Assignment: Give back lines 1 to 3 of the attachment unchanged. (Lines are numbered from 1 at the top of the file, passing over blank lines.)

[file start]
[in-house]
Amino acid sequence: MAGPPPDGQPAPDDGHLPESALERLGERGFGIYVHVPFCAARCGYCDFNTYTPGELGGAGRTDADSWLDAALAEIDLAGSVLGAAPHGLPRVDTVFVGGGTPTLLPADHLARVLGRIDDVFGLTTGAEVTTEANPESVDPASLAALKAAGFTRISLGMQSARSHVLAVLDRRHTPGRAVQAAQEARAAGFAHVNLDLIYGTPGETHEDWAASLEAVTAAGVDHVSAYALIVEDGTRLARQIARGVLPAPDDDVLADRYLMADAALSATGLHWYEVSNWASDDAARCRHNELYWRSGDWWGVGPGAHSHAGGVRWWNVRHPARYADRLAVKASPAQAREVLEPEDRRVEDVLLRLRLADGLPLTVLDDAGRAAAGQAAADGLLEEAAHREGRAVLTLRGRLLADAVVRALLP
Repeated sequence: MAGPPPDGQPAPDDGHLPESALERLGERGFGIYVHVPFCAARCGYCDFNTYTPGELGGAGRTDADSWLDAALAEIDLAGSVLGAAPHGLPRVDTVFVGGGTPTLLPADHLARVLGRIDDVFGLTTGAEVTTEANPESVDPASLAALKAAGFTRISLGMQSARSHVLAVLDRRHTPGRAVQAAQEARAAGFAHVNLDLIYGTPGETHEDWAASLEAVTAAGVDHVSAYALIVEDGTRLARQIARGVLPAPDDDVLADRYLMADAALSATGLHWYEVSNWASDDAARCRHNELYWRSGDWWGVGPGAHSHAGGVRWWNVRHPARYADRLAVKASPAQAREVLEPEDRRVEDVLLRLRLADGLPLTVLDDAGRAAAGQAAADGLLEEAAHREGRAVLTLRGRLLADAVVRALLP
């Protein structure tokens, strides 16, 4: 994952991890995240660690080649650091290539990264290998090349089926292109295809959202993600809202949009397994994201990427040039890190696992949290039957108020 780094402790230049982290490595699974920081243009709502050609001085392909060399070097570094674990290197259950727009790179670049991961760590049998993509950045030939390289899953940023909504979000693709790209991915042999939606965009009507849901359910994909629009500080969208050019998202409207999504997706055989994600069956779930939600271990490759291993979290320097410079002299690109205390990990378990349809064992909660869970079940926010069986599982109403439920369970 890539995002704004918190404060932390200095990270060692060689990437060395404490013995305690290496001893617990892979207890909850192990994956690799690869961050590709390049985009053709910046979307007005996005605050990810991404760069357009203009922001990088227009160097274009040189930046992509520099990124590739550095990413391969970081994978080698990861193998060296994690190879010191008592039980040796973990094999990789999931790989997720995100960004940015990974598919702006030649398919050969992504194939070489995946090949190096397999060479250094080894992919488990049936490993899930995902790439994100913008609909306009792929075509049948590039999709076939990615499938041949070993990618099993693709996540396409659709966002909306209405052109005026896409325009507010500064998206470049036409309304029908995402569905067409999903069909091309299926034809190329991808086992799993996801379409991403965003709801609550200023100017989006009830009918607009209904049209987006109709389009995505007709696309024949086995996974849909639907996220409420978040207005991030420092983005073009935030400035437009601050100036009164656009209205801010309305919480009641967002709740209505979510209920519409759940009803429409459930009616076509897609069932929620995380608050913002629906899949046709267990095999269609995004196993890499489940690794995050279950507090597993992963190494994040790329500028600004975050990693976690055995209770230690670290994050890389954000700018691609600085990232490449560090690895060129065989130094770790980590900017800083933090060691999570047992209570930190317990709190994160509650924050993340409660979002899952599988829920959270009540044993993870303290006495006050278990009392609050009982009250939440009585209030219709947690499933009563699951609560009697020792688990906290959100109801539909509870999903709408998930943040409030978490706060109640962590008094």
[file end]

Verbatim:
[in-house]
Amino acid sequence: MAGPPPDGQPAPDDGHLPESALERLGERGFGIYVHVPFCAARCGYCDFNTYTPGELGGAGRTDADSWLDAALAEIDLAGSVLGAAPHGLPRVDTVFVGGGTPTLLPADHLARVLGRIDDVFGLTTGAEVTTEANPESVDPASLAALKAAGFTRISLGMQSARSHVLAVLDRRHTPGRAVQAAQEARAAGFAHVNLDLIYGTPGETHEDWAASLEAVTAAGVDHVSAYALIVEDGTRLARQIARGVLPAPDDDVLADRYLMADAALSATGLHWYEVSNWASDDAARCRHNELYWRSGDWWGVGPGAHSHAGGVRWWNVRHPARYADRLAVKASPAQAREVLEPEDRRVEDVLLRLRLADGLPLTVLDDAGRAAAGQAAADGLLEEAAHREGRAVLTLRGRLLADAVVRALLP
Repeated sequence: MAGPPPDGQPAPDDGHLPESALERLGERGFGIYVHVPFCAARCGYCDFNTYTPGELGGAGRTDADSWLDAALAEIDLAGSVLGAAPHGLPRVDTVFVGGGTPTLLPADHLARVLGRIDDVFGLTTGAEVTTEANPESVDPASLAALKAAGFTRISLGMQSARSHVLAVLDRRHTPGRAVQAAQEARAAGFAHVNLDLIYGTPGETHEDWAASLEAVTAAGVDHVSAYALIVEDGTRLARQIARGVLPAPDDDVLADRYLMADAALSATGLHWYEVSNWASDDAARCRHNELYWRSGDWWGVGPGAHSHAGGVRWWNVRHPARYADRLAVKASPAQAREVLEPEDRRVEDVLLRLRLADGLPLTVLDDAGRAAAGQAAADGLLEEAAHREGRAVLTLRGRLLADAVVRALLP